- As GLC leader in the 1980s, Ken Livingstone almost doubled the GLC precept from 21 pence to 39.7 pence, an increase of 89% in just three years.
- Despite saying they support it, the Labour Group on the London Assembly, which includes Livingstone’s deputy mayoral running mate Val Shawcross, refused to vote in support of the 2012/13 budget, which cut council tax.
- In July 2010, Ken Livingstone admitted to the Evening Standard: ‘I am never going to live in a world where someone with my policies gets an easy time from the media. I am going to increase your taxes and, of course, you don't want to vote for me."
3. Creating 200,000 new jobs over the next four years
In Ken’s eight years nearly 400,000 jobs were created.
Misleading. Despite 31 consecutive quarters of economic growth, and despite £3.2 billion spent by the LDA supposedly to create jobs, after eight years of Ken Livingstone there was hardly any impact on unemployment:
- 273,000 people were unemployed in London in May 2008, up from 271,000 in May 2000.
- 124,000 18-24 year-olds in London were not in education, employment or training (NEETs) in the second quarter of 2008, up more than 10% from 112,000 in the second quarter of 2000. The percentage of 18-24 year-olds NEETs increased from 15.8% to 16.5%.
- In 2008 43.3 per cent of 16 and 17 year-olds were unemployed, up from 39.6% in 2004, the start of his second term.
Net jobs growth under Johnson has been just 18,000 (3.824 million from 3.806 million in May 2008). A net 30,000 jobs have been lost in London since February 2011. At this rate of job losses, Johnson will have presided over no net job creation in London over four years, despite an expanding population.
Misleading. Employment is growing faster in London than the rest of the UK. Latest GLA figures show London’s annual employment growth increased from 1.0 per cent in Q2 2011 to 3.9 per cent in Q3 2011, whereas it fell from 0.0% to -0.4% across the whole of the UK.
There is no explanation of what these jobs are or how he would create them.
Incorrect. 200,000 jobs are being created in London over the next four years through the following schemes:
- Affordable housing: 100,000 jobs. Boris Johnson has pledged to build 55,000 affordable homes by 2015, creating 100,000 new jobs.
- Tube upgrades: 18,275 jobs. Boris Johnson has said that he will invest £4.6 billion in tube upgrades, creating 18,275 new jobs.
- Crossrail: 14,000 jobs. Boris Johnson has secured over £15.9 billion of investment in Crossrail, creating 14,000 new jobs in London.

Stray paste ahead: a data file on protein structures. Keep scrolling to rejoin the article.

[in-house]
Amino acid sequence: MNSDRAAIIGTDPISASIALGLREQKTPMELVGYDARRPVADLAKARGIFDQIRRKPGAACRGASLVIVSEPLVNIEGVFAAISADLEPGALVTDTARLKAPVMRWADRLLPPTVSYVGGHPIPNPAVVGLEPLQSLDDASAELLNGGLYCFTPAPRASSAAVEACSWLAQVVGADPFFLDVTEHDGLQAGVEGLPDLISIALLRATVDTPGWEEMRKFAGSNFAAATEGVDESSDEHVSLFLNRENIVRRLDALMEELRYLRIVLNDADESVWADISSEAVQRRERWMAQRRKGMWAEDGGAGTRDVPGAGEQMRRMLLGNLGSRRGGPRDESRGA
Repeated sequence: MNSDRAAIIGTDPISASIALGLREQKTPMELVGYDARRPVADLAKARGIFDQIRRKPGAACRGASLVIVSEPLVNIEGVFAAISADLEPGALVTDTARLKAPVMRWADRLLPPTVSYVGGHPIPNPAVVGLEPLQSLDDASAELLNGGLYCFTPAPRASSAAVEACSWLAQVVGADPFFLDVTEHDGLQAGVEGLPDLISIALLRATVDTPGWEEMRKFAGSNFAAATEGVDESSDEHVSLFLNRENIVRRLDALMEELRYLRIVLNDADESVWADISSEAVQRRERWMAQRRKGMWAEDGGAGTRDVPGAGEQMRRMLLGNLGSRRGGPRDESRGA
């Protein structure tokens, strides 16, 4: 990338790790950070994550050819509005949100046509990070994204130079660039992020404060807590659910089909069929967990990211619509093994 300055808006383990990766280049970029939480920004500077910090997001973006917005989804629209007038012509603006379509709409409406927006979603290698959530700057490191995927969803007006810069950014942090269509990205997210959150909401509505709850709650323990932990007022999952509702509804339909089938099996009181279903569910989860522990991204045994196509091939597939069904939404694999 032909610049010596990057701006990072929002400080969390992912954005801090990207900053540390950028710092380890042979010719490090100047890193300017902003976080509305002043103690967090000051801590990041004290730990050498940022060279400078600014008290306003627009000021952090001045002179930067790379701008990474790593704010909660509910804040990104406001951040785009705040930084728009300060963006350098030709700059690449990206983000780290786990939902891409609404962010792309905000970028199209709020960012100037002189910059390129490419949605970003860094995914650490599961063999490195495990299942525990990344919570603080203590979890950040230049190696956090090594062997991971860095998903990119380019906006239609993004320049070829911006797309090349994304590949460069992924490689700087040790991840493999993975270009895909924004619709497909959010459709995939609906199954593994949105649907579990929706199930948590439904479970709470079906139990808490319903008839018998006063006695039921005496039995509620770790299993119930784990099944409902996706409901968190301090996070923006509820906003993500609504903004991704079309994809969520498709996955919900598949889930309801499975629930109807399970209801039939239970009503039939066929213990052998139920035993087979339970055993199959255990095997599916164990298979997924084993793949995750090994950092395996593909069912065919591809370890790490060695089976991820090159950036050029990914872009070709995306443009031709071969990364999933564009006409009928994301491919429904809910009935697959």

- Olympic homes: 10,000 jobs. As a result of the London Olympics, 11,000 new homes are being built which will result in 10,000 jobs.
- Other schemes: 57,500 jobs. The remaining jobs will be created through a number of other schemes, including the Royal Docks Enterprise Zone, the Greenwich Peninsula development, the Mayor Regeneration Fund, the Northern Line extension and the Outer London Fund.
4. Making our streets and homes safer with 1,000 more police on the beat
In January this year Boris Johnson admitted on LBC that he had cut 1,700 police officers in the last two years.
According to the latest MOPC (Mayor’s Office for Policing and Crime) figures, Boris Johnson has actually cut 1,833 police officers since March 2010. They were at 31,427 at the end of December 2011 (see pdf) having been at 33,260 in March 2010 (see Metropolitan Police Authority figures).
Misleading. Between the start and end of his first term as Mayor – 2008 to 2012 – Boris Johnson will have increased police numbers in London by 1,000.
5. Restoring 30 acres of green space and planting 20,000 street trees
This was a project begun by the London Development Agency and inherited by the Mayor. He allowed the LDA to be abolished, tasking its £300 million budget with it.
Incorrect. The very same LDA webpage linked to by Livingstone’s team clearly states that the project began in 2009 – well after Boris Johnson became Mayor.
More than 4,000 Londoners die unnecessarily a year from air pollution
Misleading. These figures refer to 2008 – the first half of which, Ken Livingstone was still in office.
Incorrect. Boris Johnson’s ‘response’ to deaths from air pollution is his comprehensive air quality strategy, Cleaning the air.
Delaying implementation of phase 3 of the Low Emissions Zone gave small businesses an essential reprieve in the middle of the economic downturn. Phase 3 would have hit vans and minibuses, many of which are owned by small businesses and charities.
6. Investing £221 million to transform local high streets
It is unclear where this figure has come from. Boris Johnson has £50 million over three years for his outer London fund and has allocated another £50 million for the regeneration of areas hit by the riots. No detail has been provided regarding where the additional £121 million is to come from.
Incorrect. The £221 million investment breaks down as: